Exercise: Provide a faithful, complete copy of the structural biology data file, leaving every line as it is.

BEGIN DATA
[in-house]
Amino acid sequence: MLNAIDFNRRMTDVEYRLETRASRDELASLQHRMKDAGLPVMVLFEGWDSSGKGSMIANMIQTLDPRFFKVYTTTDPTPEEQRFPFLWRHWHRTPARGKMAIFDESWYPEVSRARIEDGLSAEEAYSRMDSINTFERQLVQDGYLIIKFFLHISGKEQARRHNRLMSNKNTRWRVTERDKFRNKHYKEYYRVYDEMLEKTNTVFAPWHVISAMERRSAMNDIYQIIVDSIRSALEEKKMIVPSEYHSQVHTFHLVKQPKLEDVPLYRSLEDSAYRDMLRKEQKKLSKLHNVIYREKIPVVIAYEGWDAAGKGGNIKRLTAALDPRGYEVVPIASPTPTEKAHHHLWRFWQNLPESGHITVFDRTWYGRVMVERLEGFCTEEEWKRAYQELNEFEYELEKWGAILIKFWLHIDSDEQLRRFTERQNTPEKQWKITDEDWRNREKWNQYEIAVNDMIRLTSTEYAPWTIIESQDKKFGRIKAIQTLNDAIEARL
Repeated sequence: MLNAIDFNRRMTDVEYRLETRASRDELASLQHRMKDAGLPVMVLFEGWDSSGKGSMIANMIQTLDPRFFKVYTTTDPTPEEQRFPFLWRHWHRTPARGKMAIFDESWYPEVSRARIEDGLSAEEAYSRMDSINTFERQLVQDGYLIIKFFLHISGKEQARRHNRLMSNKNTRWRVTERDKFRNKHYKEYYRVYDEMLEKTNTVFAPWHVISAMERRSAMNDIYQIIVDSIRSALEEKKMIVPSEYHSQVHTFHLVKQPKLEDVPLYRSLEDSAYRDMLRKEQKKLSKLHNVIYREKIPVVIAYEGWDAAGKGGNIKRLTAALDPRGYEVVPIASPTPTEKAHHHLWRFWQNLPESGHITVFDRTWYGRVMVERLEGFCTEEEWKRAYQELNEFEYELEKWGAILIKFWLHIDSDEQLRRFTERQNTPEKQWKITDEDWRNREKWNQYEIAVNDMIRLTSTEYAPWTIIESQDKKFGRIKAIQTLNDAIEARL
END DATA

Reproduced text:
[in-house]
Amino acid sequence: MLNAIDFNRRMTDVEYRLETRASRDELASLQHRMKDAGLPVMVLFEGWDSSGKGSMIANMIQTLDPRFFKVYTTTDPTPEEQRFPFLWRHWHRTPARGKMAIFDESWYPEVSRARIEDGLSAEEAYSRMDSINTFERQLVQDGYLIIKFFLHISGKEQARRHNRLMSNKNTRWRVTERDKFRNKHYKEYYRVYDEMLEKTNTVFAPWHVISAMERRSAMNDIYQIIVDSIRSALEEKKMIVPSEYHSQVHTFHLVKQPKLEDVPLYRSLEDSAYRDMLRKEQKKLSKLHNVIYREKIPVVIAYEGWDAAGKGGNIKRLTAALDPRGYEVVPIASPTPTEKAHHHLWRFWQNLPESGHITVFDRTWYGRVMVERLEGFCTEEEWKRAYQELNEFEYELEKWGAILIKFWLHIDSDEQLRRFTERQNTPEKQWKITDEDWRNREKWNQYEIAVNDMIRLTSTEYAPWTIIESQDKKFGRIKAIQTLNDAIEARL
Repeated sequence: MLNAIDFNRRMTDVEYRLETRASRDELASLQHRMKDAGLPVMVLFEGWDSSGKGSMIANMIQTLDPRFFKVYTTTDPTPEEQRFPFLWRHWHRTPARGKMAIFDESWYPEVSRARIEDGLSAEEAYSRMDSINTFERQLVQDGYLIIKFFLHISGKEQARRHNRLMSNKNTRWRVTERDKFRNKHYKEYYRVYDEMLEKTNTVFAPWHVISAMERRSAMNDIYQIIVDSIRSALEEKKMIVPSEYHSQVHTFHLVKQPKLEDVPLYRSLEDSAYRDMLRKEQKKLSKLHNVIYREKIPVVIAYEGWDAAGKGGNIKRLTAALDPRGYEVVPIASPTPTEKAHHHLWRFWQNLPESGHITVFDRTWYGRVMVERLEGFCTEEEWKRAYQELNEFEYELEKWGAILIKFWLHIDSDEQLRRFTERQNTPEKQWKITDEDWRNREKWNQYEIAVNDMIRLTSTEYAPWTIIESQDKKFGRIKAIQTLNDAIEARL